Above: Print showing the church standing
in its churchyard, surrounded by offices.
Looking at some of the splendid maps of Central London – like those by Rocque, Horwood, Greenwood or Stanford – you cannot help but lament the fact that not all the magnificent churches designed by Christopher Wren after the Great Fire of London are with us today. If you don’t know London well, you might expect that the reason is because of the bombing, especially during the Second World War. Your guess would be wrong. Although many of Wren’s churches were badly damaged during the bombing, only four of them were not rebuilt later. During the three centuries since they were designed by Wren, no less than 17 churches were taken down shortly before the Second World War. In general, those 17 churches were demolished either because the congregation had dwindled or because they were in the way of Victorian modernisation schemes.
The church under consideration here was demolished in 1937 because the structure was found to be unsafe. Its tower was reconstructed at Twickenham and incorporated into the new church of All Hallows, which also received its bells and complete interior fittings. While some of its remains have benefitted another parish outside the City of London, the loss of a Wren church is still rather sad.
Churches by the name of ‘All Hallows’ are so-called because they were dedicated to ‘all the hallowed saints’. The name is very similar in meaning to churches today called ‘All Saints’. The original church was a very early foundation – believed to have been in existence by AD 1000. The first documented mention was in 1053 when Brihtmaer gave the rectory to the church at Canterbury.
The church was rebuilt 1494-1516, the tower not being completed until 1544. The church was damaged during the Great Fire of London (1666) – but not badly. The bells were re-hung in the steeple in 1679 and the walls coped with straw to arrest further decay. These repairs proved to be unsatisfactory and Christopher Wren was asked to rebuild the church in 1694. The church was ‘tucked away’ behind other buildings that lined the corner of Lombard Street and Gracechurch Street which means that the churchyard was a ‘little oasis’ of calm, away from the bustle of the City traffic.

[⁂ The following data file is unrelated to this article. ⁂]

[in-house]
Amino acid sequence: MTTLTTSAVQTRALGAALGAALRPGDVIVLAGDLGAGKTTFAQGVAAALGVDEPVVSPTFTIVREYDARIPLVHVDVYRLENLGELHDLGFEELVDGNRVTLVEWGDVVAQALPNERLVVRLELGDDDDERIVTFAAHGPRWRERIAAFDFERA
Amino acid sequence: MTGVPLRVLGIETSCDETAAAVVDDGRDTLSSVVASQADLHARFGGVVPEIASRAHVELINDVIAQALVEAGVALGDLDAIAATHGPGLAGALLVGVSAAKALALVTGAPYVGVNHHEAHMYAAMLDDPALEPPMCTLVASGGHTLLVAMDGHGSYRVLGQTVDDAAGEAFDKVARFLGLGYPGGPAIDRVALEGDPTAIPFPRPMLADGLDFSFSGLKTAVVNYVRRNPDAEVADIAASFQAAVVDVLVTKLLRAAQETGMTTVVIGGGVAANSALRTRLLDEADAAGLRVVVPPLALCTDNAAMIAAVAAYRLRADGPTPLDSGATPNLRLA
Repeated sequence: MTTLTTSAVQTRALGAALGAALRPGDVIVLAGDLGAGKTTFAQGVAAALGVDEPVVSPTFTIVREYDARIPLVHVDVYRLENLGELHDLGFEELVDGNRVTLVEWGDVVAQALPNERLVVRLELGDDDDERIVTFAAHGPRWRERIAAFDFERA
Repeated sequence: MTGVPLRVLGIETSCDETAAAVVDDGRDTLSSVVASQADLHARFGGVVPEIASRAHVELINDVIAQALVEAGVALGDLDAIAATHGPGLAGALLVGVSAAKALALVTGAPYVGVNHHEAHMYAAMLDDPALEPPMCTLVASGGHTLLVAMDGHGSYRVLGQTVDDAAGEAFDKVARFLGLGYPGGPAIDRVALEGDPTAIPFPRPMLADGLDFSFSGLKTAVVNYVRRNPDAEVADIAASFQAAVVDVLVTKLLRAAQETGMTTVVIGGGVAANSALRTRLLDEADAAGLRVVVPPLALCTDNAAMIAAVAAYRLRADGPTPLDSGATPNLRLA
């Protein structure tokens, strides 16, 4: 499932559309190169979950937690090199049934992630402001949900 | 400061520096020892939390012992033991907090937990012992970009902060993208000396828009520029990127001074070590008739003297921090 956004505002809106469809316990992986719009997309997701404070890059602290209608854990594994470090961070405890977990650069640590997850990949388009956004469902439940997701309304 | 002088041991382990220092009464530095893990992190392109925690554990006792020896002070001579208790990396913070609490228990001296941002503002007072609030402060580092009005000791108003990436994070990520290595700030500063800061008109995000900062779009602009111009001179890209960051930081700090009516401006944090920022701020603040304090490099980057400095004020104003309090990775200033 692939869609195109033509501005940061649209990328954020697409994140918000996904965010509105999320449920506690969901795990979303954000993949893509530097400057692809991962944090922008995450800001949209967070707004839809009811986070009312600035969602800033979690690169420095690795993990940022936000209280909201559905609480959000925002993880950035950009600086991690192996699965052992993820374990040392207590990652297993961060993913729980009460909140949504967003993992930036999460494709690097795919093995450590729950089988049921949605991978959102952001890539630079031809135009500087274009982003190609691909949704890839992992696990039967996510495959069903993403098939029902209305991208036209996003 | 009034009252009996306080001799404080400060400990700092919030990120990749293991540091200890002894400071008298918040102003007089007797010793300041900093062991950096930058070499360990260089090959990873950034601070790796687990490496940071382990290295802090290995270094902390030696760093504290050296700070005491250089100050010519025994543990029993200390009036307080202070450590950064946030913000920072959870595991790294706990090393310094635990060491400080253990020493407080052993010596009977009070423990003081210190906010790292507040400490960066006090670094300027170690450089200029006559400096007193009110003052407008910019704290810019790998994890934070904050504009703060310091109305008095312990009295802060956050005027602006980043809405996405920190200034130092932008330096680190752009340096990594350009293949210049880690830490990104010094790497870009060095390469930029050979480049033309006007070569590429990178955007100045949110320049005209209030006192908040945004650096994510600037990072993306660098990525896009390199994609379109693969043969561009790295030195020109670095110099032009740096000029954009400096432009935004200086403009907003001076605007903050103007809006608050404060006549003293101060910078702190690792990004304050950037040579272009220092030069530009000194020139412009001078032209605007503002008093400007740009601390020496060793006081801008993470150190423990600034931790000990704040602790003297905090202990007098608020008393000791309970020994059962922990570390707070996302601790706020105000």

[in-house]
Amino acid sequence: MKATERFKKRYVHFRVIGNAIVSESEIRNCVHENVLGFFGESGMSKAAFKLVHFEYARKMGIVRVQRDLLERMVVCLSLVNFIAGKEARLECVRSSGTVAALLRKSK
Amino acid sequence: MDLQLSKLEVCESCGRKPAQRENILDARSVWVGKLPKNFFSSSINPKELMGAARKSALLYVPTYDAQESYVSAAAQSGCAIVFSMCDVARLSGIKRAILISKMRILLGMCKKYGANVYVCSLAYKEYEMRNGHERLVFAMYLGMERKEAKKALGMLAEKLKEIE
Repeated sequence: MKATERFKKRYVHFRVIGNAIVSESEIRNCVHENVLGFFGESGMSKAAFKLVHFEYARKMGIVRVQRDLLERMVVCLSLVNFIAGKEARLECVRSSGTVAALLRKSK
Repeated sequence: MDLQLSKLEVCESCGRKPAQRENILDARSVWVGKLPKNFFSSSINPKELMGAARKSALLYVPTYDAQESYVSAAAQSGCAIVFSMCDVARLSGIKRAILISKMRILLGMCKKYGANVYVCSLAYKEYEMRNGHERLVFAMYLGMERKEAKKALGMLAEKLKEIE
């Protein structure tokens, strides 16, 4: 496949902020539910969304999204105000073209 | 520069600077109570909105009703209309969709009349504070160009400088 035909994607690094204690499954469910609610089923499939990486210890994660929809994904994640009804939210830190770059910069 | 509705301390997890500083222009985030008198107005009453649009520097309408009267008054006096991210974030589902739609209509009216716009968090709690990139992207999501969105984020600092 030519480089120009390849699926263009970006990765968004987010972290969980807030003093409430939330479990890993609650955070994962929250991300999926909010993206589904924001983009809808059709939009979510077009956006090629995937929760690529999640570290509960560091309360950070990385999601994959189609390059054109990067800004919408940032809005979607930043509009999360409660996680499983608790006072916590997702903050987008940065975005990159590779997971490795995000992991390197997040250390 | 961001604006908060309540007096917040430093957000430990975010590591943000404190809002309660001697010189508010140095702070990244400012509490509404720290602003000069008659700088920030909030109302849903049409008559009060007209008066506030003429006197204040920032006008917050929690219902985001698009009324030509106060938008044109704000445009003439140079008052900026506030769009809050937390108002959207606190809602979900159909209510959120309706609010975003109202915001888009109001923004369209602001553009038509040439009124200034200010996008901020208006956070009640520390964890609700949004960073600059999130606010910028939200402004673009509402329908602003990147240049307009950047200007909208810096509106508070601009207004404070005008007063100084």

The church was known to John Wesley who, in 1735, preached his first sermon without notes in the church. He had arrived at the church to find that his manuscript was missing. After mentioning it to the caretaker, he received the advice ‘What, can’t you trust God for a sermon?’. He never again took notes into the pulpit for his sermons.
Above: Parish marker for All Hallows, Lombard Street (right), accompanied by on for the adjacent parish of St Benet, Gracechurch Street. These markers are on the side of a modern office block on the west side of Gracechurch Street.
The church was ‘repaired and beautified’ in 1847, once again in 1870 and also in 1880. In 1937-38 the church was demolished by the Ecclesiastical Commissioners and the parish was united with the nearby parish of St Edmund the King. All Hallows had been a ‘peculiar parish’, not under the jurisdiction of the Bishop of London, but directly under the Archbishop of Canterbury. The site of the church was in Langbourne Ward, on the north side of Lombard Street, at No 48, on the corner of Lombard Street at the junction with Gracechurch Street. The only remaining tangible evidence for the City church is in the form of several parish markers which are still to be seen on modern buildings in and around Gracechurch Street.
The stone tower was carefully taken down and re-erected as part of the modern church of All Hallows on the Great Chertsey Road, Twickenham. The tower is linked to the modern church by a cloister in which are a number of memorials from the old City church. In the tower is an ancient gateway, erected in Lombard Street at the entrance to All Hallows soon after the Great Fire. The modern church also has the original pulpit, the reredos, the pews, two sword rests, an ancient bread cupboard, the organ, a chandelier, the choir stalls and the churchwarden’s pews. The Twickenham church was consecrated in 1940 and remained safe from the bombing.